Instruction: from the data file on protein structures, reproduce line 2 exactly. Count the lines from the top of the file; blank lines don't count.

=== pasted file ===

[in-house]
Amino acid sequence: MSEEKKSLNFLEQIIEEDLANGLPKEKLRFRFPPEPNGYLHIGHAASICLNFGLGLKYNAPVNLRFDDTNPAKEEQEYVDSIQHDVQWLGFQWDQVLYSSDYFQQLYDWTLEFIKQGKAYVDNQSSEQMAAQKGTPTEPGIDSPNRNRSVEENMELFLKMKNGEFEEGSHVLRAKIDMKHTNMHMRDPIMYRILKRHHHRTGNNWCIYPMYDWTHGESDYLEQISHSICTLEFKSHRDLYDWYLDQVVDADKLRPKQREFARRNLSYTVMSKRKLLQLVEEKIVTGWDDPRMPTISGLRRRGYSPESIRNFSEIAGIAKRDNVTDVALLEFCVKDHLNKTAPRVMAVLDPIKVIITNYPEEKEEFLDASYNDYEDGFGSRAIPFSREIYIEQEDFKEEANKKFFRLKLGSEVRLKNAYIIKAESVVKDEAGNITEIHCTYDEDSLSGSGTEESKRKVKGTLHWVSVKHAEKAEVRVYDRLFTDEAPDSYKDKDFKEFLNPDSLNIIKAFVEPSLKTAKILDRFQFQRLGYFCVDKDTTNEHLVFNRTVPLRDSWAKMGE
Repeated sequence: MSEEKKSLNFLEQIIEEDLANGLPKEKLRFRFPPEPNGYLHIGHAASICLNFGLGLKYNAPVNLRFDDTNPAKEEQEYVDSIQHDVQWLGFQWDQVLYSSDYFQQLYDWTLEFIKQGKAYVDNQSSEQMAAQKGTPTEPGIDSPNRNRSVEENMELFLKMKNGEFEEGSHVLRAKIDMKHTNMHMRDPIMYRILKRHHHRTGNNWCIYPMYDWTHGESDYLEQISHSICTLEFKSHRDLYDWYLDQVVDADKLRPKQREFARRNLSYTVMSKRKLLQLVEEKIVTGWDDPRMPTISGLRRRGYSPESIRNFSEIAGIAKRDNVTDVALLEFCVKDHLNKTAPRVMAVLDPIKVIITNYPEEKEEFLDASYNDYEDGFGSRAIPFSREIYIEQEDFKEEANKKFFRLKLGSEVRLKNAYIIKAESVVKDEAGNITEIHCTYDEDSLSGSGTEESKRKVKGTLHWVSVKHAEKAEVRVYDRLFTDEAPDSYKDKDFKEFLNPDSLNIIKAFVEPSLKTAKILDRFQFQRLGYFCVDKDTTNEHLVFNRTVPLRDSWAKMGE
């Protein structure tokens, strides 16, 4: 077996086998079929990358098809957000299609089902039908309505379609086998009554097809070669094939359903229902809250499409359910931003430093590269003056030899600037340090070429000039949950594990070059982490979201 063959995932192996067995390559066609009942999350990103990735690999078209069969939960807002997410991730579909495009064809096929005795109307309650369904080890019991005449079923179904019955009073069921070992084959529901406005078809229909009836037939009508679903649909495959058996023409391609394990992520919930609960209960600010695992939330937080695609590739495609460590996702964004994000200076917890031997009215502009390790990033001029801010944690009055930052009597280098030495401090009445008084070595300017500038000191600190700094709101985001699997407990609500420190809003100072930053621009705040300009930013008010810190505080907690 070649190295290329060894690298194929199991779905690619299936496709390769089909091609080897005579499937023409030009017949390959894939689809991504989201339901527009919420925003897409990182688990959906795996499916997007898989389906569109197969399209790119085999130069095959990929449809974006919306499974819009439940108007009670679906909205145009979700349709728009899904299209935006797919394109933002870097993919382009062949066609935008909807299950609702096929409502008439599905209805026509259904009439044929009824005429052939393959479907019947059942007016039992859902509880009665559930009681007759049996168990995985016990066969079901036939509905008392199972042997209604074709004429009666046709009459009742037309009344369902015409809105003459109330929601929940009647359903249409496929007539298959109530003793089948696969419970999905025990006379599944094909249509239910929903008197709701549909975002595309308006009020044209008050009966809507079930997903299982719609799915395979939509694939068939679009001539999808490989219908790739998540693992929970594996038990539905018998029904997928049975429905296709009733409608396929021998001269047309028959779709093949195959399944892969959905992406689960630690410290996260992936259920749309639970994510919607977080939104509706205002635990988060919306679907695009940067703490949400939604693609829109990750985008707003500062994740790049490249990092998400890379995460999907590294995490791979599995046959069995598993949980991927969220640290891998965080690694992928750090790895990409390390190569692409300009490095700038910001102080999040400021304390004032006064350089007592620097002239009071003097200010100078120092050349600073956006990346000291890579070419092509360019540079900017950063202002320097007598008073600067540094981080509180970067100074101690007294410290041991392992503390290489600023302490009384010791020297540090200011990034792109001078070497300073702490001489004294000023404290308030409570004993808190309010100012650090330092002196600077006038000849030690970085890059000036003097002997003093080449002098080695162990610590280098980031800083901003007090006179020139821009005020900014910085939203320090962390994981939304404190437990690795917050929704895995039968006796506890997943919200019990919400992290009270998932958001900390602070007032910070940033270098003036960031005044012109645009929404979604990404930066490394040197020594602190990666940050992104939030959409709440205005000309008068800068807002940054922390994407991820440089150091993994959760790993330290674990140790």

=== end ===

Amino acid sequence: MSEEKKSLNFLEQIIEEDLANGLPKEKLRFRFPPEPNGYLHIGHAASICLNFGLGLKYNAPVNLRFDDTNPAKEEQEYVDSIQHDVQWLGFQWDQVLYSSDYFQQLYDWTLEFIKQGKAYVDNQSSEQMAAQKGTPTEPGIDSPNRNRSVEENMELFLKMKNGEFEEGSHVLRAKIDMKHTNMHMRDPIMYRILKRHHHRTGNNWCIYPMYDWTHGESDYLEQISHSICTLEFKSHRDLYDWYLDQVVDADKLRPKQREFARRNLSYTVMSKRKLLQLVEEKIVTGWDDPRMPTISGLRRRGYSPESIRNFSEIAGIAKRDNVTDVALLEFCVKDHLNKTAPRVMAVLDPIKVIITNYPEEKEEFLDASYNDYEDGFGSRAIPFSREIYIEQEDFKEEANKKFFRLKLGSEVRLKNAYIIKAESVVKDEAGNITEIHCTYDEDSLSGSGTEESKRKVKGTLHWVSVKHAEKAEVRVYDRLFTDEAPDSYKDKDFKEFLNPDSLNIIKAFVEPSLKTAKILDRFQFQRLGYFCVDKDTTNEHLVFNRTVPLRDSWAKMGE